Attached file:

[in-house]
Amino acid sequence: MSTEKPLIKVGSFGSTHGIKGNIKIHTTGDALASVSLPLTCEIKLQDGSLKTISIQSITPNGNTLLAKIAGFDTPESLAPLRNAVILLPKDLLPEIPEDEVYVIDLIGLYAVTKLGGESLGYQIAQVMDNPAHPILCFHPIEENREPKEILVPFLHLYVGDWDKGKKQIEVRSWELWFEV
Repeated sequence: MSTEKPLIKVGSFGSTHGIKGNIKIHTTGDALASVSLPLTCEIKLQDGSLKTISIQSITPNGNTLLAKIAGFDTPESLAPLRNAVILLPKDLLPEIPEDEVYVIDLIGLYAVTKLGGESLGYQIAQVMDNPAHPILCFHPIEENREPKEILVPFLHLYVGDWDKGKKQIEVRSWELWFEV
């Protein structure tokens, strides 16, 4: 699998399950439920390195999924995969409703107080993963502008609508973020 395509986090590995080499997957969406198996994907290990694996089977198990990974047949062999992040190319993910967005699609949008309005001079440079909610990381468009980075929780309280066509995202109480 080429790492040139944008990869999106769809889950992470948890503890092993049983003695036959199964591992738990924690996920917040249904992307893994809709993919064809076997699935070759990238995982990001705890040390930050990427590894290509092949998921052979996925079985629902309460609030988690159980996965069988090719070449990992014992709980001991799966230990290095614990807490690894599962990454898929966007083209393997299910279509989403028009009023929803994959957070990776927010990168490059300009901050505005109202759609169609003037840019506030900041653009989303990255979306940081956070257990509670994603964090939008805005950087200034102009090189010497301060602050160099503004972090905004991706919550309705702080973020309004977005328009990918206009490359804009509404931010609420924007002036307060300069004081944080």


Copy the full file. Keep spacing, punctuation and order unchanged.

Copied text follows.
[in-house]
Amino acid sequence: MSTEKPLIKVGSFGSTHGIKGNIKIHTTGDALASVSLPLTCEIKLQDGSLKTISIQSITPNGNTLLAKIAGFDTPESLAPLRNAVILLPKDLLPEIPEDEVYVIDLIGLYAVTKLGGESLGYQIAQVMDNPAHPILCFHPIEENREPKEILVPFLHLYVGDWDKGKKQIEVRSWELWFEV
Repeated sequence: MSTEKPLIKVGSFGSTHGIKGNIKIHTTGDALASVSLPLTCEIKLQDGSLKTISIQSITPNGNTLLAKIAGFDTPESLAPLRNAVILLPKDLLPEIPEDEVYVIDLIGLYAVTKLGGESLGYQIAQVMDNPAHPILCFHPIEENREPKEILVPFLHLYVGDWDKGKKQIEVRSWELWFEV
């Protein structure tokens, strides 16, 4: 699998399950439920390195999924995969409703107080993963502008609508973020 395509986090590995080499997957969406198996994907290990694996089977198990990974047949062999992040190319993910967005699609949008309005001079440079909610990381468009980075929780309280066509995202109480 080429790492040139944008990869999106769809889950992470948890503890092993049983003695036959199964591992738990924690996920917040249904992307893994809709993919064809076997699935070759990238995982990001705890040390930050990427590894290509092949998921052979996925079985629902309460609030988690159980996965069988090719070449990992014992709980001991799966230990290095614990807490690894599962990454898929966007083209393997299910279509989403028009009023929803994959957070990776927010990168490059300009901050505005109202759609169609003037840019506030900041653009989303990255979306940081956070257990509670994603964090939008805005950087200034102009090189010497301060602050160099503004972090905004991706919550309705702080973020309004977005328009990918206009490359804009509404931010609420924007002036307060300069004081944080």